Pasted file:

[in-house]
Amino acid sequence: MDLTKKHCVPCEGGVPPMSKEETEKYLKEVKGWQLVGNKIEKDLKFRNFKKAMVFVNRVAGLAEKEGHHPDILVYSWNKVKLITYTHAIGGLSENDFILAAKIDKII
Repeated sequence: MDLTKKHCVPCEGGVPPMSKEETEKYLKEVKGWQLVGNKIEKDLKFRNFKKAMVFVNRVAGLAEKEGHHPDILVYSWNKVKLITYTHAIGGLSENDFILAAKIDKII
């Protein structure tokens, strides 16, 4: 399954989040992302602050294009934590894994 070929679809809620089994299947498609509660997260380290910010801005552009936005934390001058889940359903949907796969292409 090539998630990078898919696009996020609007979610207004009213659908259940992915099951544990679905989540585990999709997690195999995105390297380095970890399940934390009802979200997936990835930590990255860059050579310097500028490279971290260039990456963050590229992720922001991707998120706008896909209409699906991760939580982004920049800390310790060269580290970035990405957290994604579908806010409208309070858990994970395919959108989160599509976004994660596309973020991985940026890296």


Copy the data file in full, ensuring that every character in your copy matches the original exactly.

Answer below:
[in-house]
Amino acid sequence: MDLTKKHCVPCEGGVPPMSKEETEKYLKEVKGWQLVGNKIEKDLKFRNFKKAMVFVNRVAGLAEKEGHHPDILVYSWNKVKLITYTHAIGGLSENDFILAAKIDKII
Repeated sequence: MDLTKKHCVPCEGGVPPMSKEETEKYLKEVKGWQLVGNKIEKDLKFRNFKKAMVFVNRVAGLAEKEGHHPDILVYSWNKVKLITYTHAIGGLSENDFILAAKIDKII
């Protein structure tokens, strides 16, 4: 399954989040992302602050294009934590894994 070929679809809620089994299947498609509660997260380290910010801005552009936005934390001058889940359903949907796969292409 090539998630990078898919696009996020609007979610207004009213659908259940992915099951544990679905989540585990999709997690195999995105390297380095970890399940934390009802979200997936990835930590990255860059050579310097500028490279971290260039990456963050590229992720922001991707998120706008896909209409699906991760939580982004920049800390310790060269580290970035990405957290994604579908806010409208309070858990994970395919959108989160599509976004994660596309973020991985940026890296």